May 23, 2014; St. Petersburg, FL, USA; Tampa Bay Rays starting pitcher Jeremy Hellickson (58) in the dugout against the Boston Red Sox at Tropicana Field. Mandatory Credit: Kim Klement-USA TODAY Sports

Can the Tampa Bay Rays Rebound Again?


Last night, the Tampa Bay Rays welcomed James Shields back to Tropicana Field for his first start there as a visiting player. The results were not good for the Rays as they lost the game 6-0. It was the second time in five days that they suffered a blowout loss to an AL Central contender. After the last time, an 8-1 loss to the Detroit Tigers on July 3rd, the Rays rebounded to win three straight against Detroit and take the series. The Rays will hope for similar results here as they aim to keep their strong play going and continue to prove that they are still a contender in the American League East.

Starting tonight for the Rays is going to be Jeremy Hellickson in his season debut. He better be right at the top of his game from the start as he goes up against the Royals’ Jason Vargas, who enters the start with a strong 3.32 ERA. For Hellickson, he will take the mound for the first time since 2013 ALDS Game 4, and the Rays are looking forward to seeing what he can do. Hellickson’s arthroscopic elbow surgery took him out for more than half of the Rays’ season, but at the very least, it gave him a chance to clear his head and get a fresh start. Jeremy Hellickson was excellent for the Rays from 2012 to 2013, managing a 3.02 ERA in 366 innings pitched, and last season’s performance was less of a regression than a bizarre series of events. Out of nowhere, Hellickson lost the excellent command of his fastball and changeup that helped him achieve so much success. He had flashes when the command was there of being even more effective than before, but he simply could not put everything together for an extended period of time. Now he will get the chance to do just that as he reenters the Rays’ rotation.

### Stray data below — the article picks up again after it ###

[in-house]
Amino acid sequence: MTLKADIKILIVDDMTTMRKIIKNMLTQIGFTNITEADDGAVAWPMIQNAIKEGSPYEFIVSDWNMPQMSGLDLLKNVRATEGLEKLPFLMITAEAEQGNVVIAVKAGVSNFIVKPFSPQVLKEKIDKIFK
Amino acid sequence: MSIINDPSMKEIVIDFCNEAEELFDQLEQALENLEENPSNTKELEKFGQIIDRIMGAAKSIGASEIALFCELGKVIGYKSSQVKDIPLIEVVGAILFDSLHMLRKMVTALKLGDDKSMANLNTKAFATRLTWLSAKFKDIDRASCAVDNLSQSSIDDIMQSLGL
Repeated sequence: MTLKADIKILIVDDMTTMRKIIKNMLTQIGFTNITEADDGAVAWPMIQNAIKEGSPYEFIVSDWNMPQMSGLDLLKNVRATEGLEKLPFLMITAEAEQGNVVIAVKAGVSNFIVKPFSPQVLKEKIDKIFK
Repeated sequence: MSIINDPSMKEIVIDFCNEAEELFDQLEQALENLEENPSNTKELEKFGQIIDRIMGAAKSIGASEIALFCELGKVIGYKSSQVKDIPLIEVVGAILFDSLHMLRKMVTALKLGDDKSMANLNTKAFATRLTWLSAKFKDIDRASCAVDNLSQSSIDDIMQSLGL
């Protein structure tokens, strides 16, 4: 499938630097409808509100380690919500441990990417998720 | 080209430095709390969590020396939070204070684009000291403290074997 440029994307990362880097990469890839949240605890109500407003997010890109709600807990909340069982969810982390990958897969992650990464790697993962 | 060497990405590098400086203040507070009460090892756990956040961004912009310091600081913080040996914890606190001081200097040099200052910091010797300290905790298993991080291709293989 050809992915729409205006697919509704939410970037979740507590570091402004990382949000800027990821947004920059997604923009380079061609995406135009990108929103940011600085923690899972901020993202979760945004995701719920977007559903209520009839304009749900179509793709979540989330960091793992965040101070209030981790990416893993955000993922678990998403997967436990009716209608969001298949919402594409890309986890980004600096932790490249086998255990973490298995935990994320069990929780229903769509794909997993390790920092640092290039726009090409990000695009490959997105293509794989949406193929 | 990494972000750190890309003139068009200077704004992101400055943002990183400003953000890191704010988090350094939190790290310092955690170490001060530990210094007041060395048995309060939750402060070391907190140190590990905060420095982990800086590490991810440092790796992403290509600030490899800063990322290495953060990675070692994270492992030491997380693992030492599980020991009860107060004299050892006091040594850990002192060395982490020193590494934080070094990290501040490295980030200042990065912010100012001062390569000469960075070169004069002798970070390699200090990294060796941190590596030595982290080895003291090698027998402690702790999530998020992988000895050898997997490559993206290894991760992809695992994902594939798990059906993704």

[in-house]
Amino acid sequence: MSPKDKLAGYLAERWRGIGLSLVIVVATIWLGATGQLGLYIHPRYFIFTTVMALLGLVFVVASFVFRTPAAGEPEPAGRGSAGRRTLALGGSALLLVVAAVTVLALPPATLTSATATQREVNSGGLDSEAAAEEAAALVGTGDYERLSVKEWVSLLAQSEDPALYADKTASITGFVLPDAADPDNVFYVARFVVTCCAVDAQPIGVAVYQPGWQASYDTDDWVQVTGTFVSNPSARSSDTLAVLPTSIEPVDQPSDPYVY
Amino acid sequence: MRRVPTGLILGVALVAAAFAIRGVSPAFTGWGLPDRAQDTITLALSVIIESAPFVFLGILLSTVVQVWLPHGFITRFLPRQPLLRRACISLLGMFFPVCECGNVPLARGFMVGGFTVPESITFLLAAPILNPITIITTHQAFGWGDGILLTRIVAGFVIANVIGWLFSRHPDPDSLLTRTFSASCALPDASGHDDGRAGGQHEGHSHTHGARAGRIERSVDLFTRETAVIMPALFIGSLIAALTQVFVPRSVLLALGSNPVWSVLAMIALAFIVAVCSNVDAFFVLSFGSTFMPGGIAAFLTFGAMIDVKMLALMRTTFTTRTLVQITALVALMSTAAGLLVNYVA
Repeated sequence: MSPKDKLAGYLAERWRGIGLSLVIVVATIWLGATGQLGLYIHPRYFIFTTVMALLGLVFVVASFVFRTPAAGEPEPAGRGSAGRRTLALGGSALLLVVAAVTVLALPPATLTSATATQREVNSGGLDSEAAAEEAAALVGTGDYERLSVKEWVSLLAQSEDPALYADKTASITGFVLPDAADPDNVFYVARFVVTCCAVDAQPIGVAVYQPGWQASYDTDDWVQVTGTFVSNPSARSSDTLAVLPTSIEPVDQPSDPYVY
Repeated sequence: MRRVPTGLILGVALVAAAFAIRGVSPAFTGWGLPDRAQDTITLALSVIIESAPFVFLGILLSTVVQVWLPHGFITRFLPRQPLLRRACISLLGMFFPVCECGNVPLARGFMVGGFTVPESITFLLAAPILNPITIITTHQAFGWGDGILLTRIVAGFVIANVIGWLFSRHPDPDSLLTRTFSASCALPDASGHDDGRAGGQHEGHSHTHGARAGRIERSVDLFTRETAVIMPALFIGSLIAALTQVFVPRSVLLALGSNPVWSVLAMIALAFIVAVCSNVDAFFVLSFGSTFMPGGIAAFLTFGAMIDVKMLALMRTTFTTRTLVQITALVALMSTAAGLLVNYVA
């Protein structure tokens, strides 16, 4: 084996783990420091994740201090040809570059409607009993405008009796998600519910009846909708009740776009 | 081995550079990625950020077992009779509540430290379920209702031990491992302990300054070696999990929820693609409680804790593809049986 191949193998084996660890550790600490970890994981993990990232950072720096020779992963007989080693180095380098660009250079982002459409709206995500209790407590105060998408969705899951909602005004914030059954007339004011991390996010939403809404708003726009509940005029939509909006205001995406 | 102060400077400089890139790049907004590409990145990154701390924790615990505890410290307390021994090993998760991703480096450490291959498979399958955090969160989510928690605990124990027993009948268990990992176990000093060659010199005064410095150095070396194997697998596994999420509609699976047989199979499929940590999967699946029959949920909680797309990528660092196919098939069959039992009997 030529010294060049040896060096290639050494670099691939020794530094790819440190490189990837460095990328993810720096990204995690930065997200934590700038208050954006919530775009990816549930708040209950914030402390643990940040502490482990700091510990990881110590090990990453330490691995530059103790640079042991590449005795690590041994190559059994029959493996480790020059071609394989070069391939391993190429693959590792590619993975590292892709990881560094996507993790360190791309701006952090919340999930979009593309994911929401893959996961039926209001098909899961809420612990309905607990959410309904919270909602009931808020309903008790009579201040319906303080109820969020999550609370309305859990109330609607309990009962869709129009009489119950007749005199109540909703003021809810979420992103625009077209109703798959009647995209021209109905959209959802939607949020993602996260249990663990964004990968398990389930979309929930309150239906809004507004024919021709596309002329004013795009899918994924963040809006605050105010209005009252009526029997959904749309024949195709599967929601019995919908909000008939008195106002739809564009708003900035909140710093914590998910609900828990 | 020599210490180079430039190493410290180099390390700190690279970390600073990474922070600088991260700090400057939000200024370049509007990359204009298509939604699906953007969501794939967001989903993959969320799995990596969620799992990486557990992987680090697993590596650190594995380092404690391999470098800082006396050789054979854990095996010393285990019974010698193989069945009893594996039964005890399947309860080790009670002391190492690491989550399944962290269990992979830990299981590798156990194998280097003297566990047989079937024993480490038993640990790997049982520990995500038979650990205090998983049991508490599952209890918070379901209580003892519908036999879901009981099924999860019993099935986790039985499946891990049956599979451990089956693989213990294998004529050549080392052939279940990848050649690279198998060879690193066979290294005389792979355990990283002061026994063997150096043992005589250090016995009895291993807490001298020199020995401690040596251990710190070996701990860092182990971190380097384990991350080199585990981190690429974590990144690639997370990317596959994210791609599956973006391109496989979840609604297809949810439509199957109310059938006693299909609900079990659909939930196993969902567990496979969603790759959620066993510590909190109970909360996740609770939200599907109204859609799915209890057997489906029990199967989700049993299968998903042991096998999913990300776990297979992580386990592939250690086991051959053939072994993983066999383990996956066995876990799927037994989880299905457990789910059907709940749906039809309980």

One other storyline to watch for the Rays is Erik Bedard moving to the bullpen. He has been replaced by Hellickson in the rotation, but with Yunel Escobar still on disabled list, the Rays had an extra roster spot and elected to use it on him. Bedard gives the Rays a pitcher capable of proving length should Hellickson or any other start get knocked out early, and it is always nice to have a guy like that in your bullpen. David Price could also be traded, and the Rays could eventually need Bedard to start again. However, Bedard and Cesar Ramos are two similar pitchers in the same situation, and Escobar will eventually come back. Does keeping Bedard for now mean that the Rays don’t want to lose him, or is it just a temporary measure? In any event, the Rays hope that Bedard doesn’t get into the game tonight and that they get a strong performance from Hellickson. We know how good Hellickson can be, and it would be a further lift to this Tampa Bay Rays team that has been surging of late if he bolsters their rotation further.

Tags: Erik Bedard Jeremy Hellickson Tampa Bay Rays